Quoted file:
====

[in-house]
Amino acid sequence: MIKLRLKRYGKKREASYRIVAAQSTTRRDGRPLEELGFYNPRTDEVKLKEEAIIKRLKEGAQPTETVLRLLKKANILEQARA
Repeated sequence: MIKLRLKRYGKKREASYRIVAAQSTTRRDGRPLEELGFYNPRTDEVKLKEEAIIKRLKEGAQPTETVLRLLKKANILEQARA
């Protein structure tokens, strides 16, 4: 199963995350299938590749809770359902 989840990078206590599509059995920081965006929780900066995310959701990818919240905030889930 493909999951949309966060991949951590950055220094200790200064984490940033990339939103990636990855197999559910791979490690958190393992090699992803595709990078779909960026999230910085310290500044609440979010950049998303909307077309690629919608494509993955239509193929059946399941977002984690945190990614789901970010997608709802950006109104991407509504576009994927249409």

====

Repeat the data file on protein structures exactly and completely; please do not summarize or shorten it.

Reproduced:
[in-house]
Amino acid sequence: MIKLRLKRYGKKREASYRIVAAQSTTRRDGRPLEELGFYNPRTDEVKLKEEAIIKRLKEGAQPTETVLRLLKKANILEQARA
Repeated sequence: MIKLRLKRYGKKREASYRIVAAQSTTRRDGRPLEELGFYNPRTDEVKLKEEAIIKRLKEGAQPTETVLRLLKKANILEQARA
């Protein structure tokens, strides 16, 4: 199963995350299938590749809770359902 989840990078206590599509059995920081965006929780900066995310959701990818919240905030889930 493909999951949309966060991949951590950055220094200790200064984490940033990339939103990636990855197999559910791979490690958190393992090699992803595709990078779909960026999230910085310290500044609440979010950049998303909307077309690629919608494509993955239509193929059946399941977002984690945190990614789901970010997608709802950006109104991407509504576009994927249409």